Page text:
We could also buy food from the rows of cafes and restos on the ground floor of the block. They’ve been a lifesaver during this pandemic. Before that, they were already one of the most attractive features of the complex. You can find almost everything on the ground floor. Minimarkets, coffee shops, whatever your heart (or belly) desires: you’ll never be found wanting of anything. The only thing that stopped me from spending all my money there were the price markups. The shop owners felt justified in charging more for the convenience, they knew most of us couldn’t be bothered walking outside to find better deals. Some of the cafes did offer decent food, but you could count their number with the fingers of one hand. I remember there was a shop that sold a passable version of nasi langgi, a Central Java specialty, rice cooked in coconut milk and tamarind, served with omelette, potato crisps, chicken, roasted coconut shavings, chilli sauce, and cucumber pickles. That was genuinely good. Pity the portions were minuscule.
Most of the cafes on the ground floor were too small to have a seating area for customers. I would get takeaway and eat it in my flat or by the swimming pool that was open to the public.
Some of the cafes were forced to shut up shop because of the pandemic, including the fried chicken stall right next to the apartment lobby. I used to chat with the owner, an elderly man, almost every evening when I would stop in to buy dinner. One day his stall was gone and I have not seen him since.
The swimming pool in our tower was still roped off. No one was allowed to come in, though it wasn’t clear if the restriction was part of Covid protocols or something else. Not far away there was a basketball court that was always full of people doing exercises, especially in the morning. Don’t expect these sporty types to wear their masks properly. Most just let them dangle under their chin like an afterthought.
“Is this elevator out of order?” asked a woman as we waited in front of the three elevators in the tower lobby. Asking if an elevator was broken for us was the equivalent of British people talking about the weather.
“Yeah, I think so,” I said, trying to remember which elevators were working earlier in the morning. We both knew only two of the three would be working at any one time. One would always break down at random. There was never any rhyme or reason to it.
The lift’s door opened. We entered and tapped our access cards on the wall-mounted detector. The machine would emit a beep when we did so. But this time, there was no sound. Was my access card broken?
I tapped the card once again. Still no sound. I tapped again on its opposite side, harder this time. Nothing happened. I got confused and started panicking. Was it the machine’s fault or mine? Was I supposed to tap and lift the card or let it rest on the machine until it beeped? I couldn’t remember. And then I remembered the other people waiting to tap their cards. I felt so guilty holding them up!
The woman who had chatted with me outside the lift could sense I was nearing meltdown. ‘Just tap it once. It’ll work. The machine is hopeless, I haven’t heard it beep for a long time.’
I paused. For a second I felt like kissing this woman on the forehead for saving my life. But the elation was soon followed by annoyance. Why didn’t she tell me earlier? I must’ve looked so silly tapping my card on the machine over and over again. I wished this lift was equipped with a sink hole for me to disappear into!
I pressed the button for the 15th floor, which was right above number 12. Yes, the tower block out of superstition didn’t just get rid of number 4 in the lifts, but also number 13 and 14.
Getting out on the fifteenth floor, I was greeted by a dark corridor (the neon light must’ve gone out again) and my neighbour’s cute white cat. Supercute, except when it pissed all over my front door. Did I protest though? No. I didn’t know my neighbour that well.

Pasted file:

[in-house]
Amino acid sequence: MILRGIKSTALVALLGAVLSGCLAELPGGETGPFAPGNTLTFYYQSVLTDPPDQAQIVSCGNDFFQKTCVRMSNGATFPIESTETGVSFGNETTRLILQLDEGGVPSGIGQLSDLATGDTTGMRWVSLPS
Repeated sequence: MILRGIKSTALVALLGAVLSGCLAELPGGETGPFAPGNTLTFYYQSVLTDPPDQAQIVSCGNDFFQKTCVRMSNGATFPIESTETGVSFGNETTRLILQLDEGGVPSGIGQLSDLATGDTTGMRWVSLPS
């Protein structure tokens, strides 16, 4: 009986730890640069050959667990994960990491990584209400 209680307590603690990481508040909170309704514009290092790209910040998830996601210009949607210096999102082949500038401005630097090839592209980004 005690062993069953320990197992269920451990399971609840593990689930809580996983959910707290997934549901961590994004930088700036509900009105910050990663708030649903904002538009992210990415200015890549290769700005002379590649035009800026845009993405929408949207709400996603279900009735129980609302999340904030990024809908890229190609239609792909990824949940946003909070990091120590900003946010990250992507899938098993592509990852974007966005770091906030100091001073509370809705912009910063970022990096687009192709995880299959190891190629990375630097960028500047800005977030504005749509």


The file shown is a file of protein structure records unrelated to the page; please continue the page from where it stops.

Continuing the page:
There were eight flats on our floor and every one of us was perfectly happy to keep to ourselves. I never saw my neighbours talking to each other. The most ‘social’ activity I had was with the woman who was the unit supervisor every time she went around the block to do her periodic checks.
“Can I check your plumbing?”
“Can I check if you have uncollected rubbish?”
“Can I check if your drinking water tank has been cleaned?”
I answered yes to every question before signing my name in a list of flat owners the woman carried on a writing board. Her official title was ‘health and hygiene inspector.’ Her name was selected for the position from a list of residents who were considered more social than others. I never had any idea which unit she lived in.
I grew to love my sister’s flat as I got to know Jakarta more. I guess the whole apartment block became the one constant in my life at that time. I welcomed the fact there were no ondel-ondel on its grounds to annoy us, only the Madurese greengrocer who would try to strike up a conversation with you when you came into her shop. There was no designer label store, but there was the laundry woman who would wash and iron my clothes (and who would happily slide me to the front of the queue for a bit extra). She even looked like my mum. There were no fancy coffee shops with hipster baristas, but there was that traditional coffee stall in the corner whose owner would give you a discount if you’re new to the block.
Living in a flat in Jakarta can be an easy and hassle-free option if you’re lucky. No need to go out and brave the traffic to find your favourite iced fruit drink since a stall on the ground floor is bound to serve one. No need to worry that no one would be at the house when the postman arrives with your online shopping — the complex has a whole division dedicated to receiving packages for residents. There are some downsides, of course. The broken elevators; the airless basement parking lot; and good luck getting the apartment’s handymen to fix your leaky bathroom ceiling after you make your official complaint to the officials in their basement office.
A year after I started working from my new temporary home in Cilegon, where my husband works — yes, I’m now married, have been for a year — I’ve only visited my sister in her flat a couple of times. The block is as busy and as chaotic as ever. Each time I visited, I remembered how much the environment made me anxious and always tired; but I also remembered the quiet and contentment that I would feel once I stepped inside my sister’s flat. It was something worth fighting for.
© Aprilia Kumala
English translation © Mikael Johani